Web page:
The Royal Geographical Society of Queensland Inc
The Ken Sutton Memorial Library Group requires volunteers who would be willing to assist with organising RGSQ library material. No experience needed. If you are interested, please email Peter Griggs
Professor Iain Hay, Matthew Flinders Distinguished Professor of Geography and Dean (Education) in the College of Humanities, Arts and Social Sciences at Flinders University has been re-elected as one of the three Vice-Presidents on the Executive Committee of the International Geographical Union for the period 2018-2022. The other two VPs are from Italy and China. It is an honour to have Prof. Hay represent Australia on this peak international body for Geography.
The winner of the 2018 Royal Geographical Society of Queensland Prize for the highest achieving student graduating from the geography major at the USC announced.
The Faculty of Arts, Business and Law at the University of the Sunshine Coast held its annual Awards and Prizes Ceremony on Tuesday, the 27th of March. Ms Bethany Williams-Holthouse was the 2018 winner, having received a grade point average of 6.82 (out of a possible 7) for her Bachelor of Regional and Urban Planning (Honours) program, and a grade point average of 6.875 (out of a possible 7.0) for the geography major in the program. Bethany is now working as a strategic planner for the Bundaberg Regional Council, which she enjoys very much. Bethany said that she loved geography, and that everything about geography has helped her in her present work with the Council.
Photo: Associate Professor Jen Carter with Bethany Williams-Holthouse, Awards and Prizes Ceremony March 2017.
Dear Members, the Gold Coast XXI Commonwealth Games this April marked the fifth time that Australia has hosted the Games – it was previously held in Sydney (1938), Perth (1962), Brisbane (1982) and Melbourne (2006). In 2018, 6600 athletes and team officials from 71 nations participated. The country with the largest contingent of 473 athletes, not surprisingly as the host, was Australia. The opening ceremony with a kaleidoscope of brightly attired competitors carrying national flags set me thinking more broadly about the role of the Commonwealth in global affairs in 2018.
After decolonisation of the British Empire, the London Declaration of 1949 changed the name from the British Commonwealth to the Commonwealth of Nations. Member states include republics and indigenous monarchies as "free and equal" nations, sharing English as a common official language and having democratic parliamentary systems. The Commonwealth recognises Queen Elizabeth II as its Head although not all countries were former British colonies. The newest members, Rwanda and Mozambique, have a very limited connection to British history but see trade advantages in joining the Commonwealth.
Debate persists as to the relevance of the Commonwealth today. Critics describe it as “neo-colonialist”, as being dominated by former colonial nations and for not taking action against member countries guilty of human rights abuses. Proponents argue the benefits of shared values, trade opportunities and cite the more human aspect, the “People's Commonwealth" comprising voluntary, professional, philanthropic and sporting organisations that work to improve the lives of people in member countries. The bi-annual Commonwealth Heads of Government Meeting (CHOGM) discusses issues affecting the organisation and each member country. Equal representation for all member states gives the 31 smaller nations an international platform they may not otherwise have.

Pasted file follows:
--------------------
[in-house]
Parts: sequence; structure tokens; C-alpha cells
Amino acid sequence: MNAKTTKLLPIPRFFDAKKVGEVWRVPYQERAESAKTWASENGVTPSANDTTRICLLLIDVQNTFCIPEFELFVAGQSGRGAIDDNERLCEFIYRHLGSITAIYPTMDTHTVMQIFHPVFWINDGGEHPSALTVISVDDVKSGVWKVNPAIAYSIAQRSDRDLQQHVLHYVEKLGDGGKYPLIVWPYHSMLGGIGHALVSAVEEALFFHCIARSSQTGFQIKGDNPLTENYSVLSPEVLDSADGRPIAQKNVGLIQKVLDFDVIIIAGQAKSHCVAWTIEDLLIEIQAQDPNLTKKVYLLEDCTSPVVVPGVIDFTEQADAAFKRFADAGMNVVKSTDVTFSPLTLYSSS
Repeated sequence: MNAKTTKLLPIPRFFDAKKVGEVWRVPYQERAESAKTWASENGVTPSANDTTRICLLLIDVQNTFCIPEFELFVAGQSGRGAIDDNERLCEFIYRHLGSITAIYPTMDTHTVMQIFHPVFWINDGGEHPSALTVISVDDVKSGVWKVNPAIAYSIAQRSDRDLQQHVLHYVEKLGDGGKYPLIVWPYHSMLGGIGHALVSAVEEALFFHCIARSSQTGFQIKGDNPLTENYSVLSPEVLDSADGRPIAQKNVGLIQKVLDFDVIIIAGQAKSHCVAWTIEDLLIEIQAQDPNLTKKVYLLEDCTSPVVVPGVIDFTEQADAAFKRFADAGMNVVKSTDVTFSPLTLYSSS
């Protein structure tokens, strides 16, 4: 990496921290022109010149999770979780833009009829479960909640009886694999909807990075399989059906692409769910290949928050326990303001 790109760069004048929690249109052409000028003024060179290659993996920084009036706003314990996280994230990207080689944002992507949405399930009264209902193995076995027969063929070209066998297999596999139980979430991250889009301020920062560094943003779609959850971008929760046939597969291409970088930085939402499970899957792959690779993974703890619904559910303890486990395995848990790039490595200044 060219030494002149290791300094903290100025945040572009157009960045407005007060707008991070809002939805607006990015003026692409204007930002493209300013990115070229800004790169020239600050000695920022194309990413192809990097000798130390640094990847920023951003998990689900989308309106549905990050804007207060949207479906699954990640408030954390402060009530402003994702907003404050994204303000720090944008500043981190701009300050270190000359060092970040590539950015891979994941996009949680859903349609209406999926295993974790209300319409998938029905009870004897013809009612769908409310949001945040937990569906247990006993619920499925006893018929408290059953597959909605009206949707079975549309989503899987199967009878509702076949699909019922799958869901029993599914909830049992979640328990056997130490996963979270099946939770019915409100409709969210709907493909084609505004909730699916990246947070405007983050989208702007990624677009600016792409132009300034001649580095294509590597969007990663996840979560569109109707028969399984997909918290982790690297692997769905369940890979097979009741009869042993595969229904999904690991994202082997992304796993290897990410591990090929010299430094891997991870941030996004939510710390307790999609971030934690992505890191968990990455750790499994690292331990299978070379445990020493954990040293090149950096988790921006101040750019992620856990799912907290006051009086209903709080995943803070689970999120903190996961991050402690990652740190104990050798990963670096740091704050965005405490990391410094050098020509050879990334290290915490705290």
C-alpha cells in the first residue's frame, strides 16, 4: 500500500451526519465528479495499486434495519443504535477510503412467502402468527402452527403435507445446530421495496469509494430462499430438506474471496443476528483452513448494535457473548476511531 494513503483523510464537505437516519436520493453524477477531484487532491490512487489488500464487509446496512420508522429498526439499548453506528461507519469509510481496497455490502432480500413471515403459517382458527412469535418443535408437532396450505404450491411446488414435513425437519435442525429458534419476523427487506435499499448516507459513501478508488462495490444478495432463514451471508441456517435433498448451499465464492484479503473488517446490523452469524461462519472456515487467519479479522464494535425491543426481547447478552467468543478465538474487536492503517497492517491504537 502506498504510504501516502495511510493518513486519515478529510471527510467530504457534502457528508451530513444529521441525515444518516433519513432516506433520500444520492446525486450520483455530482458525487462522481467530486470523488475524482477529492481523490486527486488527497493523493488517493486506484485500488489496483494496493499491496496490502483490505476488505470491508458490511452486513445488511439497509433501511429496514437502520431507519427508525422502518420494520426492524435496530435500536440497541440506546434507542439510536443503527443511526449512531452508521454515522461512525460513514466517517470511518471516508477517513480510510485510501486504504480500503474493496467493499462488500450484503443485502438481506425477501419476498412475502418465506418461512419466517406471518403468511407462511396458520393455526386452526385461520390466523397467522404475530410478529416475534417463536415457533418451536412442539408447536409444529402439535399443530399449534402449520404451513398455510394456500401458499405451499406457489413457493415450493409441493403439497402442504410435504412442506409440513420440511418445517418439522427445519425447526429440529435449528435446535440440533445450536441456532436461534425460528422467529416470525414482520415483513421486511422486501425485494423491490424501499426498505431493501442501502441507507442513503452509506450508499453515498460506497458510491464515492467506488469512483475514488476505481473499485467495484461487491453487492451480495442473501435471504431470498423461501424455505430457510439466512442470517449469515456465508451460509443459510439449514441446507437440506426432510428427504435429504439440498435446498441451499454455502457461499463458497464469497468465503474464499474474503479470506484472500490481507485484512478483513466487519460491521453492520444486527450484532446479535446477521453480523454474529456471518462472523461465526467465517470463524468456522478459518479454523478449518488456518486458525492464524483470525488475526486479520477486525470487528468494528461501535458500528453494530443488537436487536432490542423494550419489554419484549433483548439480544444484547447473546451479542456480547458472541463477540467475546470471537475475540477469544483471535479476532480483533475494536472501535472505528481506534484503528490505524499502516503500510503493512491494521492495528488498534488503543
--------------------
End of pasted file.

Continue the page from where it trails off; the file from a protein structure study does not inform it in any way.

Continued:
The Commonwealth Games is the highest profile international event sponsored by the Commonwealth of Nations.
Australia’s winning bid for the 2018 Games was announced in 2011 in Basseterre, the capital city of Saint Kitts. I was not familiar with the Geography of this small country but here’s what I discovered ...
The twin-island nation of St. Kitts and Nevis is located in the West Indies Leeward Islands chain of the Lesser Antilles, approximately 1,300 miles southeast of Miami, Florida. The two main volcanic islands, Saint Kitts and Nevis, have high central peaks covered in tropical rainforest. The numerous streams descending from the mountains provide fresh water for both islands. It is the smallest sovereign state in the Western Hemisphere, in both area and population. The name St. Kitts is a shortened form of its official name, St. Christopher, given to it by Christopher Columbus when he landed there in 1493. St. Kitts was Britain's first colony in the West Indies founded in 1623. In 1983, the Federation of St. Kitts and Nevis gained independence. The inhabitants call themselves Kittitians. Nevis is named after the Spanish word for snow - not because there is any! But because of the white cloud usually around the island's peak. The inhabitants are known as Nevisians. In 2016 the population of St.Kitts and Nevis was 54,821, most of whom identified as Anglican Christians. English is the official language but Saint Kitts Creole is also widely spoken. The economic landscape is dominated by tourism, former sugar plantations and light manufacturing.
There is now a thriving offshore-banking sector, an international financial centre and the regional Eastern Caribbean Stock Exchange. There is no income tax, corporation tax or withholding tax on profits in the Federation.
St. Kitts and Nevis had a total of seven competitors in the 2018 Gold Coast Games in the beach volleyball, athletics and table-tennis events.
https://www.sbs.com.au/news/is-the-commonwealth-of-nations-still-relevant March 12 2018
Dr Iraphne Childs, President
The Royal Geographical Society of Queensland Inc
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